Miller’s duet with his new girlfriend ends up being a heartfelt moment of clarity in a record full of “realizations” (some more earnest than others). And though his philosophies may still be spotty at best, this is far and away his most cohesive and thoroughly enjoyable set of songs to date.
The album cover of Sirens, depicting a dark cityscape on the verge of melting, could not be more telling of the music within. The latest effort from producer/mad genius Nicolas Jaar is a journey through a dark headspace, but one that is at times as comfortingly familiar as it is moody and fraught with tension.
Jaar’s work has always had an ethereal quality, but tracks like “The Governor” introduce a newfound intensity and frenetic energy that pits his work in the same league as that of mid-period Aphex Twin. But no matter how much he’s changed, he’s lost of none of his irresistible funkiness.
Solange—A Seat at the Table
It has been four long years since Solange wowed the world with True, a brief but stellar EP produced by Blood Orange’s Dev Hynes that truly allowed the singer to step outside the long, long shadow cast by her older sister Beyoncé.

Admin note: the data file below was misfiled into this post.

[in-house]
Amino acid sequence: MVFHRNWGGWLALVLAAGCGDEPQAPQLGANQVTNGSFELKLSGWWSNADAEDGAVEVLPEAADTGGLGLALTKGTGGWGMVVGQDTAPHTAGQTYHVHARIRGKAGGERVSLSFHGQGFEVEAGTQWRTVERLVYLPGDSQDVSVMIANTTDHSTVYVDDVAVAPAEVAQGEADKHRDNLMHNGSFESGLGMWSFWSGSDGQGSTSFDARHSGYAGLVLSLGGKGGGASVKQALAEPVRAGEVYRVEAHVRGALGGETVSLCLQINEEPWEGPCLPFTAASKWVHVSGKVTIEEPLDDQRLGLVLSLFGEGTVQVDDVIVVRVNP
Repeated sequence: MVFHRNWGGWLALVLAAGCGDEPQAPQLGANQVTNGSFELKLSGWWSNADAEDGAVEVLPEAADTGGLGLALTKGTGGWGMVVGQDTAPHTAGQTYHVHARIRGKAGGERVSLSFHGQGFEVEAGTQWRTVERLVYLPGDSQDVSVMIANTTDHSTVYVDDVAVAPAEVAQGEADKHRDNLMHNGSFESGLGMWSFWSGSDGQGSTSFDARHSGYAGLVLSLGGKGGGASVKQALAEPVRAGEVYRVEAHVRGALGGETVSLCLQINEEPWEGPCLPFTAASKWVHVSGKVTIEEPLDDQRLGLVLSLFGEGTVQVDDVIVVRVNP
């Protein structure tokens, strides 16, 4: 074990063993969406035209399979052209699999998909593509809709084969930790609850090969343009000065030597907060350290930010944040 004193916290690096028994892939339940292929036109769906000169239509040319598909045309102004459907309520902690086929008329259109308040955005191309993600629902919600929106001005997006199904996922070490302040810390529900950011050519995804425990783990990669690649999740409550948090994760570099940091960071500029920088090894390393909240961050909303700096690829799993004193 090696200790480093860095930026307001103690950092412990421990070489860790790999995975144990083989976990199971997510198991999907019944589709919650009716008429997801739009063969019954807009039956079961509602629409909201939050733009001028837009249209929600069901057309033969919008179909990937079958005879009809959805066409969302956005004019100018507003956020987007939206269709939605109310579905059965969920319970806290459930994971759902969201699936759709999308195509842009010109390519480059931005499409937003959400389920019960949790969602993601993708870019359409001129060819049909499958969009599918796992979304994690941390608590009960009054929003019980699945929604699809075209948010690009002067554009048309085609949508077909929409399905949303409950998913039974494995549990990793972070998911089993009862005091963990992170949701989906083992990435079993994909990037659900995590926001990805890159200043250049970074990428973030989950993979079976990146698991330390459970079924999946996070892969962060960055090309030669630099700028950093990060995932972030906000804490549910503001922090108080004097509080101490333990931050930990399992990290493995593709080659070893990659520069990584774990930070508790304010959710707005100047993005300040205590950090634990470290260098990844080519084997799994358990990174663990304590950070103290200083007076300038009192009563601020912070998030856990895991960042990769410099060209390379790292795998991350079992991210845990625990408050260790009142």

Is A Seat at the Table more of the pitch-perfect pop that made us fall in love with her? Not quite, but it is far away her most political and important work to date, thematically addressing subjects that announce Solange as a more than just a talented singer and songwriter.
Travis Scott—Birds in the Trap Sing McKnight
So we may have spent more time talking about the absurd album merch for Travis Scott’s latest album than the music itself, but can you blame us? How couldn’t we be distracted by getting a custom Travis Scott toothbrush with matching condom? But all mystifying advertising aside, Scott’s long-awaited full-length does not disappoint.
“Pick Up the Phone,” a collaboration with Young Thug, ranks as a career-best, while he continues to find new ways of exploring his syrupy trap sound in standouts like “Sweet Sweet” and “Goosebumps.”
For more great album guides, check out the 10 Records You Need to Hear Before Watching ‘Atlanta.’